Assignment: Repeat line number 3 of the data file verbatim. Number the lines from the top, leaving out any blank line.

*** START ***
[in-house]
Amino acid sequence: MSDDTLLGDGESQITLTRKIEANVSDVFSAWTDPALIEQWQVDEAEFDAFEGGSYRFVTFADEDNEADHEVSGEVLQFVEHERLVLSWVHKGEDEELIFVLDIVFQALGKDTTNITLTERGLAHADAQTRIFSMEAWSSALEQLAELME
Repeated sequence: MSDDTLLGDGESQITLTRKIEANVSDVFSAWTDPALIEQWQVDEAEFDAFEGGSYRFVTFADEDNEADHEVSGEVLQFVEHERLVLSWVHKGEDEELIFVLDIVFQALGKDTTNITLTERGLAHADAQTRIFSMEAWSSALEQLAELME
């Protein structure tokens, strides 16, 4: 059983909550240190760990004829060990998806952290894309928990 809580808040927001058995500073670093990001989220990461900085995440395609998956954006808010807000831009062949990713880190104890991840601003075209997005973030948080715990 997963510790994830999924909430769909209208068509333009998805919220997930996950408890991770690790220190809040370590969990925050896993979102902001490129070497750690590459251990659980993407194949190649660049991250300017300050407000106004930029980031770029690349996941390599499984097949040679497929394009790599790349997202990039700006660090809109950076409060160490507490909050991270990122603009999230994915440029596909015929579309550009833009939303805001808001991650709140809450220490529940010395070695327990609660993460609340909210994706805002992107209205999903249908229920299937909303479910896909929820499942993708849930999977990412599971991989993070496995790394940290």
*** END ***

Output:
Repeated sequence: MSDDTLLGDGESQITLTRKIEANVSDVFSAWTDPALIEQWQVDEAEFDAFEGGSYRFVTFADEDNEADHEVSGEVLQFVEHERLVLSWVHKGEDEELIFVLDIVFQALGKDTTNITLTERGLAHADAQTRIFSMEAWSSALEQLAELME